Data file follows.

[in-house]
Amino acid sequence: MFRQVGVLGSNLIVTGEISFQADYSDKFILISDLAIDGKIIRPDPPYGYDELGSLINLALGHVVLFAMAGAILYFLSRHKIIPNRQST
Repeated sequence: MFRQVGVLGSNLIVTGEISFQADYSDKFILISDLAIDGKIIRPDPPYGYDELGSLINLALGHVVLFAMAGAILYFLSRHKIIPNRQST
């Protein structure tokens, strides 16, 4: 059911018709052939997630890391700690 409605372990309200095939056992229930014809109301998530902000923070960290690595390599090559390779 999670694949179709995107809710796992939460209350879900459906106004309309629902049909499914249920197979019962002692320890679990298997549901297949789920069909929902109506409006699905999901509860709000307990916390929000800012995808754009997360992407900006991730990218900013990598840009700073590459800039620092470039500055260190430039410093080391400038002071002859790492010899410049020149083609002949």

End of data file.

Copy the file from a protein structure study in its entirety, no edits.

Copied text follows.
[in-house]
Amino acid sequence: MFRQVGVLGSNLIVTGEISFQADYSDKFILISDLAIDGKIIRPDPPYGYDELGSLINLALGHVVLFAMAGAILYFLSRHKIIPNRQST
Repeated sequence: MFRQVGVLGSNLIVTGEISFQADYSDKFILISDLAIDGKIIRPDPPYGYDELGSLINLALGHVVLFAMAGAILYFLSRHKIIPNRQST
């Protein structure tokens, strides 16, 4: 059911018709052939997630890391700690 409605372990309200095939056992229930014809109301998530902000923070960290690595390599090559390779 999670694949179709995107809710796992939460209350879900459906106004309309629902049909499914249920197979019962002692320890679990298997549901297949789920069909929902109506409006699905999901509860709000307990916390929000800012995808754009997360992407900006991730990218900013990598840009700073590459800039620092470039500055260190430039410093080391400038002071002859790492010899410049020149083609002949």